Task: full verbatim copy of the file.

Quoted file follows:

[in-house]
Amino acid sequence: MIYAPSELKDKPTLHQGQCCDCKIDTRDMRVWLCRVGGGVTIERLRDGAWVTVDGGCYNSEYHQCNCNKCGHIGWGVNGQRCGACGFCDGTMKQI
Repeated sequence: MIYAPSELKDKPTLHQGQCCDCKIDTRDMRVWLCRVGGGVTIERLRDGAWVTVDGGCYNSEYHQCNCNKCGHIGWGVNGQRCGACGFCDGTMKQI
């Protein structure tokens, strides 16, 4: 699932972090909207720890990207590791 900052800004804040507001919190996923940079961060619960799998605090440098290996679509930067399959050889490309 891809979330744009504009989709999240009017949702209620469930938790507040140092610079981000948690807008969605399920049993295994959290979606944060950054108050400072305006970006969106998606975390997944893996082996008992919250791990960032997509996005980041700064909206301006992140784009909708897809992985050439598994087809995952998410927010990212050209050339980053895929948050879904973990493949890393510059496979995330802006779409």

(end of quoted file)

[in-house]
Amino acid sequence: MIYAPSELKDKPTLHQGQCCDCKIDTRDMRVWLCRVGGGVTIERLRDGAWVTVDGGCYNSEYHQCNCNKCGHIGWGVNGQRCGACGFCDGTMKQI
Repeated sequence: MIYAPSELKDKPTLHQGQCCDCKIDTRDMRVWLCRVGGGVTIERLRDGAWVTVDGGCYNSEYHQCNCNKCGHIGWGVNGQRCGACGFCDGTMKQI
């Protein structure tokens, strides 16, 4: 699932972090909207720890990207590791 900052800004804040507001919190996923940079961060619960799998605090440098290996679509930067399959050889490309 891809979330744009504009989709999240009017949702209620469930938790507040140092610079981000948690807008969605399920049993295994959290979606944060950054108050400072305006970006969106998606975390997944893996082996008992919250791990960032997509996005980041700064909206301006992140784009909708897809992985050439598994087809995952998410927010990212050209050339980053895929948050879904973990493949890393510059496979995330802006779409």